The clouded relationship between air pollution and the coronavirus
A silver lining of the global pandemic is making headlines across the media: air pollution is decreasing due to social distancing. The darker shadow behind this story is the impact past exposure to air pollution has on our bodies’ responses to the coronavirus. A concerning link has been found between long-term exposure to particulate matter (PM 2.5) and COVID-19 death rates in a nationwide study by Harvard University researchers, awaiting peer review. These findings lead pandemic research as the first current study to reveal air pollution’s impact on the nation’s current health crisis.
At Harvard University’s T.H. Chan School of Public Health, researchers analyzed data on PM 2.5 levels and COVID-19 deaths. This extensive information came from 3,000 U.S. counties, including up to 98% of the U.S. population, and covered data through April 4. Researchers found a 15% higher COVID-19 death rate in counties that averaged one microgram per cubic meter more of PM 2.5 in the air.
As the world faces a respiratory virus, it is important to understand that our lungs might not be as strong as we think.
Fine particulate matter are tiny chemical particles or droplets in the air that are two and one-half micrometers or less in width. Human visibility is limited to particles larger than 40 micrometers. This matter exists in materials like organic dust, airborne bacteria, construction dust, and coal particles from power plants.
When inhaled, particulate matter carries toxic chemicals into the respiratory tract, and accumulates in the lungs while also damaging other parts of the body, according to a 2016 study published in The Journal of Thoracic Disease.
Kelly Jones, a registered nurse with a doctorate in nursing science, is an expert at the National Socio-Environmental Synthesis Center researching the effects of neighborhood conditions related to health outcomes. She describes the human lungs as branch-like structures with built-in mechanisms to keep out foreign invaders. The larger particles are subjected to our bodies’ natural defenses such as coughing and sneezing.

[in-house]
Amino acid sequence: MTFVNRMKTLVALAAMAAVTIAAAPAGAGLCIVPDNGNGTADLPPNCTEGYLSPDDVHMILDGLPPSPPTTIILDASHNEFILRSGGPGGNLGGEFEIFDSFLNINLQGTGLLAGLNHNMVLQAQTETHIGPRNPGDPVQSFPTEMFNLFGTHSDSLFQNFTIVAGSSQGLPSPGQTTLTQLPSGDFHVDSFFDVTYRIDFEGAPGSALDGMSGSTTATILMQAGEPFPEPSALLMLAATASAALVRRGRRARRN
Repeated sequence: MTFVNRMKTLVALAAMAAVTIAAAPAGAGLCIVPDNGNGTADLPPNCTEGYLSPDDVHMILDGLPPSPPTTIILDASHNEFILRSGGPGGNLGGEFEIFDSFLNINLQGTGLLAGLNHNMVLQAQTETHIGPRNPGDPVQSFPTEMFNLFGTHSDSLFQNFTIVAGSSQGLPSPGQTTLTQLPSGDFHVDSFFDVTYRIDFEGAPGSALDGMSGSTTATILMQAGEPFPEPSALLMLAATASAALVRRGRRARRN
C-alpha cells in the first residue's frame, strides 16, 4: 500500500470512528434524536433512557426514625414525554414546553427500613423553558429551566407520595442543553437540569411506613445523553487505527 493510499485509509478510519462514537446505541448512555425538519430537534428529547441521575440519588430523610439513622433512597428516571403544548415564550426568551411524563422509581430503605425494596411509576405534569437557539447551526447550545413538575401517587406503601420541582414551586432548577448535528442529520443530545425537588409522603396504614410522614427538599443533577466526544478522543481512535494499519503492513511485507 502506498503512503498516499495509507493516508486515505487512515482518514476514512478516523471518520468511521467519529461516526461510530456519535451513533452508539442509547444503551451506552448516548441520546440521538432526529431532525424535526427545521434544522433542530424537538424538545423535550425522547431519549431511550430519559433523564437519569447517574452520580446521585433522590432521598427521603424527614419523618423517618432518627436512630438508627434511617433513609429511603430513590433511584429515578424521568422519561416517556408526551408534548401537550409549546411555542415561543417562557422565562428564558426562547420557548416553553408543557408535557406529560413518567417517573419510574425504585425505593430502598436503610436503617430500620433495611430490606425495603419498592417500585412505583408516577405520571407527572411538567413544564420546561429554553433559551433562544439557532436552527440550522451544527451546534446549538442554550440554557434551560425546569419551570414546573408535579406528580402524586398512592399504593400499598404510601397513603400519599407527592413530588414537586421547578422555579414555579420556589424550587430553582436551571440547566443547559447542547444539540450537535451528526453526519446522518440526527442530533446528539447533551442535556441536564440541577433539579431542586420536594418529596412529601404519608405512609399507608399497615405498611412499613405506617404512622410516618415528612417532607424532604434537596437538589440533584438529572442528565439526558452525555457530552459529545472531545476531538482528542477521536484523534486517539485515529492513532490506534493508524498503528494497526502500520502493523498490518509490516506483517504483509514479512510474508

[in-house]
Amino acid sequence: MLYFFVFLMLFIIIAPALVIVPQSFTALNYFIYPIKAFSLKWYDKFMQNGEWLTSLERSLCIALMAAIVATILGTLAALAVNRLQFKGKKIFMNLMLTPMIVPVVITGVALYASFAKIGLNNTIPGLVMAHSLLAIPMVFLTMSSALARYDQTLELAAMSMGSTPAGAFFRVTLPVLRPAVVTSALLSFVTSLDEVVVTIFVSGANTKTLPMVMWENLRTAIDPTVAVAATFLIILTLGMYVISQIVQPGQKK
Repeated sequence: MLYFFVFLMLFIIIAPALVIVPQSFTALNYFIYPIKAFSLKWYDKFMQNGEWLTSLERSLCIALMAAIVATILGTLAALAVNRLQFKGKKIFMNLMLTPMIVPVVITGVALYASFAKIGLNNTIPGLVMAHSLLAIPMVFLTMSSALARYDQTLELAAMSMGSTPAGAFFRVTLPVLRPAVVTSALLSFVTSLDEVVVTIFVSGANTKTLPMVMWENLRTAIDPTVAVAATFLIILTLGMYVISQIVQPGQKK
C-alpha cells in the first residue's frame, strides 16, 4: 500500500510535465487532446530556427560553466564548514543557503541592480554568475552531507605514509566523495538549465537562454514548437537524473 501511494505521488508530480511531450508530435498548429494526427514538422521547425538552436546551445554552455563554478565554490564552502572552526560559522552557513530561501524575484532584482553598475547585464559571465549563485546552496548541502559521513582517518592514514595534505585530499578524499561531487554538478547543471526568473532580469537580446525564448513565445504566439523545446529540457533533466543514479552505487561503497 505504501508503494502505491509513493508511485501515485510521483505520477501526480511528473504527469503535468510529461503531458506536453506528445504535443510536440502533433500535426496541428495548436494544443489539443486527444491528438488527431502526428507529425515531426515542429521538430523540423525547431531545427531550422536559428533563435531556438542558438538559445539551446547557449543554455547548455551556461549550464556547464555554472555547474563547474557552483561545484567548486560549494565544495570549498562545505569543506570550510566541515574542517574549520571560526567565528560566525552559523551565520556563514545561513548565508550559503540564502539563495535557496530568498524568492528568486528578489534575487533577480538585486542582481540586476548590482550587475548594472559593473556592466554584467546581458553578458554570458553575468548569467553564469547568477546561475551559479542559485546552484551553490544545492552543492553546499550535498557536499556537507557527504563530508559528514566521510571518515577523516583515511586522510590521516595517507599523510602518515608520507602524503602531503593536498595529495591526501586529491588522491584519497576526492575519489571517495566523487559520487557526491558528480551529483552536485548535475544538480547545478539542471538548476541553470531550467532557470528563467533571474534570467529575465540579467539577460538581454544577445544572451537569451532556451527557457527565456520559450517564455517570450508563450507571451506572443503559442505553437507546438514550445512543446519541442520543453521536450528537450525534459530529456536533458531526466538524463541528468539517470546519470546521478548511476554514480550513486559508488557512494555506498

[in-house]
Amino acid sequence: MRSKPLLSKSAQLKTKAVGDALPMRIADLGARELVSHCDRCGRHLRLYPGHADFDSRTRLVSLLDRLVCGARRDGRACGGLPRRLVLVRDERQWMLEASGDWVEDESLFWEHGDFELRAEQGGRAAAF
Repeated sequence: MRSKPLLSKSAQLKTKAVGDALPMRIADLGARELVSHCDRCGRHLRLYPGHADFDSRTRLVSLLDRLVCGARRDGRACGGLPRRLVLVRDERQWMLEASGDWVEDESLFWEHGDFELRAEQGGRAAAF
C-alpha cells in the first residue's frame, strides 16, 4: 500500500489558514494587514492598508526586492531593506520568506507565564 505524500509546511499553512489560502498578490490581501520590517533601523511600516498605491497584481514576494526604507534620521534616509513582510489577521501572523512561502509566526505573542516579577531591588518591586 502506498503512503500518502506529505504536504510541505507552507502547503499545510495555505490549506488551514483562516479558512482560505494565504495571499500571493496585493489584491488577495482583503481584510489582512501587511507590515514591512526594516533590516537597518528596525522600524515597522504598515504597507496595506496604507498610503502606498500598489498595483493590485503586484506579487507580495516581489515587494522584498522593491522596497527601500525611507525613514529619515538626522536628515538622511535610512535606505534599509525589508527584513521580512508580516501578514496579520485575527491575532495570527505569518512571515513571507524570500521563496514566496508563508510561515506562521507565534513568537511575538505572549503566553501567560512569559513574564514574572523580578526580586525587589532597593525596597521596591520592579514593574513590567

Meanwhile, “These tiny tiny little particles, especially the 2.5 particles, make it all the way down into the lungs, lining the tissue and blocking the ability for gas exchange and lung movement,” Jones said. Ultrafine particles, 0.1 micrometer or less, can mimic oxygen molecules, entering into our bloodstream. The chemical reactive compounds found in ultrafine particles then impair the contraction of blood vessels causing clotting.
Outside of cities, large amounts of fine particulate matter exist in certain desert conditions such as the Sahara. “As far as man-made particles that we could actually control, definitely in urban spaces in more densely populated areas, there’s going to be more particulate matter overall. But with the exception that there are some natural systems where there is also fine matter,” said Jones.
It’s especially hard to imagine your lungs being coated with fine grains of sand in the Sahara Desert.
Beth Gardiner, journalist and the author of the book “Choked: Life and Breath in the Age of Air Pollution” said, “We know that air pollution is contributing to greatly increased rates of a whole long list of health problems from heart attacks and strokes to all kinds of respiratory problems, many types of cancer, dementia, Alzheimer’s, Parkinson’s disease, diabetes, the list just goes on and on.”
The Harvard paper estimated if Manhattan lowered its average particulate matter levels by only one microgram per cubic meter over the past 20 years, the area would likely have had 248 fewer outbreak deaths by early April. The researchers of the study wrote, “Results underscore the importance of continuing to enforce existing air pollution regulations to protect human health both during and after the COVID-19 crisis.”
A later study published in the journal Science of the Total Environment examined the relationship between long-term exposure to nitrogen dioxide, a chemical found in PM 2.5, and coronavirus fatalities. Mapping the distribution of nitrogen dioxide across regions in Italy, Spain, France, and Germany, scientist Yaron Ogden compared pollution levels to regional COVID-19 mortalities. Ogden’s results indicated that 78% of coronavirus fatalities were located in the five regions with the highest nitrogen dioxide concentrations.
Supporting Harvard’s findings, this research stated, “long-term exposure to this pollutant may be one of the most important contributors to fatality caused by the COVID-19 virus in these regions and maybe across the whole world.”
The Center for Disease Control and Prevention released new data on racial disparities in coronavirus deaths noting much higher mortalities in black communities compared to states as a whole. At local levels, air pollution is often worse in lower-income areas, where industrial facilities or highways serve as point sources, increasing exposure.
“It’s quite likely that air pollution exposure plays a role,” Gardiner said, “because we know that because of structural racism, environmental racism, and the way pollution facilities get cited, and housing systems work, we know that African Americans are exposed to much higher levels of air pollution than white Americans.”